Great Stories From Hip-Hop

I recently finished Can’t Stop Won’t Stop , Jeff Chang‘s history of hip-hop music. The writing is of variable quality, but the book’s a phenomenal read because the stories are just so damn strong.

I’m not going to review the book here (Amazon does a great job) – and hey, you should read it yourself – rather, I thought I’d share two of the many great anecdotes from the book.

The first regards The Clash and their NYC tour of 1981 (NYC was good to them; the legendary cover of London Calling came from the ’79 tour). The Clash always sought influences outside of rock ‘n roll (half their hits are reggae covers) and here’s what they did on that tour:

[The Clash] were set to play eight nights in June 1981 at an aging Times Square disco, the Bonds International, and they announced their stand with a dramatic unfurling of a magnificent banner painted by FUTURA. But on the eve of their opening, the fire department threatened to shut down the club for overselling the shows, and the fans finally had their white riot when mounted police stormed down Broadway to meet the punks in the street.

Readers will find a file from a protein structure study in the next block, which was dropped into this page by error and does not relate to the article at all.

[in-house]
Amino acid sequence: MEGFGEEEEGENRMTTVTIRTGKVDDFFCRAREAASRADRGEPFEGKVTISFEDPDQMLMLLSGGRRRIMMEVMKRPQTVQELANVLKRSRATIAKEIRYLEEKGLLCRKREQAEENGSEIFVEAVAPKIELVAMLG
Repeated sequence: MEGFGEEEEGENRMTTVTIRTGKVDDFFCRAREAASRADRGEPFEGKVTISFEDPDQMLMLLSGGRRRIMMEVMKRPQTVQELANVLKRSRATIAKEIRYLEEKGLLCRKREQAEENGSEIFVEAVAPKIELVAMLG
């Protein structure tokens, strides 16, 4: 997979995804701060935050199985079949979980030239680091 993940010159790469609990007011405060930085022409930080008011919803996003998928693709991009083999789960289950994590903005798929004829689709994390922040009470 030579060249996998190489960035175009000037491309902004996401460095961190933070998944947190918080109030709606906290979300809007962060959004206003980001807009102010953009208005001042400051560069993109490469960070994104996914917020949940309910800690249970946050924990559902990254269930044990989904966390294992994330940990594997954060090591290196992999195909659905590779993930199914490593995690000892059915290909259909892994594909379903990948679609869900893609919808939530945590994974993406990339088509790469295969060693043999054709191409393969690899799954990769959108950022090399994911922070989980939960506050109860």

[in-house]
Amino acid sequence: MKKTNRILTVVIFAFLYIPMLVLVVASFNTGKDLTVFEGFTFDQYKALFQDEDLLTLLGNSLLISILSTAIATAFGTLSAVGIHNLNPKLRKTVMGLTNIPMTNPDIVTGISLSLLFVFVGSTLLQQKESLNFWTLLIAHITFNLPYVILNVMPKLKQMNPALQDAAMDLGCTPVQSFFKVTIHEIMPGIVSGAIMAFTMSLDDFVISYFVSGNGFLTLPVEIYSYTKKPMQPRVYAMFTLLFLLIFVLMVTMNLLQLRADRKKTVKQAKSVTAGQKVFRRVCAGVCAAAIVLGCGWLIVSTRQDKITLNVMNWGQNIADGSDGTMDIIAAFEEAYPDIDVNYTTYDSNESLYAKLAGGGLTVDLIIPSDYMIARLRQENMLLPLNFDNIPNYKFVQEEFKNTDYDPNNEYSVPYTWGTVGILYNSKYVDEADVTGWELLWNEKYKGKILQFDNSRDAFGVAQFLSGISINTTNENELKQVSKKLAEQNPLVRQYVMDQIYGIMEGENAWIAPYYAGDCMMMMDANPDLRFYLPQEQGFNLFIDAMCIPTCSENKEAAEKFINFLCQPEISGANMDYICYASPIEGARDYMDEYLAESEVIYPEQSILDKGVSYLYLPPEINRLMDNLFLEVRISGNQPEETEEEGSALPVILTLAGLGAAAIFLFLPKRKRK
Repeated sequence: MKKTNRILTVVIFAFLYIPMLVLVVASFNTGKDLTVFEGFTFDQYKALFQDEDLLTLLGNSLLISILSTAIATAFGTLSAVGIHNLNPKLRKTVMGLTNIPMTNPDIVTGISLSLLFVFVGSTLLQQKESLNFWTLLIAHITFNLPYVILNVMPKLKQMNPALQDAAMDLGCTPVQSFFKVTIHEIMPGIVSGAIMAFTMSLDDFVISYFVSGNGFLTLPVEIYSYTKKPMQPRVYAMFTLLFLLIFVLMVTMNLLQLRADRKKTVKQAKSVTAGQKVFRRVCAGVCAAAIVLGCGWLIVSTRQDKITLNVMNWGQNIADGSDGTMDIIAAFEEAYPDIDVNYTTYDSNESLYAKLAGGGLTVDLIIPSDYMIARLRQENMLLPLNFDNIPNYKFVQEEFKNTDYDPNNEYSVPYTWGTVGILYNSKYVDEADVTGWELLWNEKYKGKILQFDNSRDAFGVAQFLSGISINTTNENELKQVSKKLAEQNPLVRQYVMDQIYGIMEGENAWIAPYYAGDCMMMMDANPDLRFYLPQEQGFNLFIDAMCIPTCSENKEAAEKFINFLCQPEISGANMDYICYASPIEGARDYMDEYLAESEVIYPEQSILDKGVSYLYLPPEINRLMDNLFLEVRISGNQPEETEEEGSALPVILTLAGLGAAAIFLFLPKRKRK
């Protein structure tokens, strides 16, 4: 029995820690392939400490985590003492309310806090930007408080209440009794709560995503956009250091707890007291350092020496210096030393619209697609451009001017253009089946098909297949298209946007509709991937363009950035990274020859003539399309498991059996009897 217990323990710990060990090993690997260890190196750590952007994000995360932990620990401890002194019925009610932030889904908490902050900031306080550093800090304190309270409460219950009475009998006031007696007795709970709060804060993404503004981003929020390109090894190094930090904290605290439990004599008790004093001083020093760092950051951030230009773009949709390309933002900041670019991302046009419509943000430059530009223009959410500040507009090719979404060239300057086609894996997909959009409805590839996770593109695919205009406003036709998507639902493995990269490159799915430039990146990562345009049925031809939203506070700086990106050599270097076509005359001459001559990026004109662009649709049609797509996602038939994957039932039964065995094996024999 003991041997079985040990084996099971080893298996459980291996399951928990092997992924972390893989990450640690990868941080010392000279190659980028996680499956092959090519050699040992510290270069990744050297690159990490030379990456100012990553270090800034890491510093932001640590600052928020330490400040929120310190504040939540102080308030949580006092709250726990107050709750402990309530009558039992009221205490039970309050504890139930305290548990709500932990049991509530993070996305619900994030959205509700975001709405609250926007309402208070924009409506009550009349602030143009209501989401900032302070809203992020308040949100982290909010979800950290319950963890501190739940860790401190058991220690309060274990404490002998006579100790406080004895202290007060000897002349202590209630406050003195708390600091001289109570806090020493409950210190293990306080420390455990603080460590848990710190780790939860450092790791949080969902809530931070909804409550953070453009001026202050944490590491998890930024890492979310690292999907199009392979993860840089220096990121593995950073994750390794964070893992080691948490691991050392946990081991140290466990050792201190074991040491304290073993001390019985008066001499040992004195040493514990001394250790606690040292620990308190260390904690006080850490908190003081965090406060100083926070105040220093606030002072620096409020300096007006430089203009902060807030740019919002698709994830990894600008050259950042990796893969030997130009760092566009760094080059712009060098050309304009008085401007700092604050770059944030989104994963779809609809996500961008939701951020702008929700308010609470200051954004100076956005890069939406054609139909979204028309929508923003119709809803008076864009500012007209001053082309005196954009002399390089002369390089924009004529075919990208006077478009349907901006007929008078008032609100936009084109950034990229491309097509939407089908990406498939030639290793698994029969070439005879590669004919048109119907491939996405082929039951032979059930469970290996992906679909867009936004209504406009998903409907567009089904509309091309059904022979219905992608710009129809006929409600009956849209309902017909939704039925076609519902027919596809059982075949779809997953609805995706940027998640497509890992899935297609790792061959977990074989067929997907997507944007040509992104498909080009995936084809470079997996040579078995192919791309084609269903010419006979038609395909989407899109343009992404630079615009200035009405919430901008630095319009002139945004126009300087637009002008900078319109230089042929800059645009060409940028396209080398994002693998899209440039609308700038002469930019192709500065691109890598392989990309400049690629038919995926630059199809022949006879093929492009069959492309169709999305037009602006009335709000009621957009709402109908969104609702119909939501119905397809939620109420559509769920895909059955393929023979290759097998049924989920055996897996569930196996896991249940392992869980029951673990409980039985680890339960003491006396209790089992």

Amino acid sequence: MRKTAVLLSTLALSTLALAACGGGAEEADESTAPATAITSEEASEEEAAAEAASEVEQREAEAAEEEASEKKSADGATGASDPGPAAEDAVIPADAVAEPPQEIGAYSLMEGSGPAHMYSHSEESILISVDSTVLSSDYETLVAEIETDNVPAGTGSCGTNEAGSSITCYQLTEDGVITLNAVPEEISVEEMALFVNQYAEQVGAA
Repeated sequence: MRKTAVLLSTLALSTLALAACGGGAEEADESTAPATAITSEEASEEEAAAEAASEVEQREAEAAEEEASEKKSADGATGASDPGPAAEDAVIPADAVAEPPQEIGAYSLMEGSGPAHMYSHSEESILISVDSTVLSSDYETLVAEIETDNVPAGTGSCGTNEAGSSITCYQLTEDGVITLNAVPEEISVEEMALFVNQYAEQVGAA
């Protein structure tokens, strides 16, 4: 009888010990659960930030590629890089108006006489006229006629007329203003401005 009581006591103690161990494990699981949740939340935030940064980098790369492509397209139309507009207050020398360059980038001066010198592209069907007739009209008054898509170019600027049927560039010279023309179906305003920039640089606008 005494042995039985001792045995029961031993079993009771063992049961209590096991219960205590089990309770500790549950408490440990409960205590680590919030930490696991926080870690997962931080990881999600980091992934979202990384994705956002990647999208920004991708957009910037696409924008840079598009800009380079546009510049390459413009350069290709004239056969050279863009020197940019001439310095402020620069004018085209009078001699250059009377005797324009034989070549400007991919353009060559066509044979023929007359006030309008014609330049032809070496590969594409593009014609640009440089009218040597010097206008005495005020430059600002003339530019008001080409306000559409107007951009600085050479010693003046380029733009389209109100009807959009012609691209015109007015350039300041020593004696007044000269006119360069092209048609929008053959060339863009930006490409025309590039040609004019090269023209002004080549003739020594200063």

The Clash compromised by agreeing to perform eleven additional gigs, and hurried to find opening acts. In yet another naive act of solidarity, they booked Grandmaster Flash and the Furious Five. But, as Michael Hill wrote in The Village Voice, “Rather than achieve a cultural crossover, it threatened to widen the gap.”

When Flash and the Furious Five stepped onstage on The Clash’s opening night, the white punks stood bewildered as Flash began his “Adventures on the Wheels of Steel” routine on three turntables. Then the Furious Five, dressed in fly leather suits, jumped onstage and started rapping and dancing. Some in the crowd began shouting in disgust. They hadn’t come to see no disco. When Flash paused so that the Five could try to regain the crowd, the crew found themselves ducking a hail of beer cups and spit. The next night, dressed down this time in street clothes, they suffered the same reception. They left the stage angrily with Melle Mel admonishing, “Some of you-not all of you, but some of you-are stupid”, never to return.

Most music fans I know would give their eye teeth to see The Clash and Grandmaster Flash on the same bill, but the world wasn’t ready for it in ’81. Some things are just ahead of their time.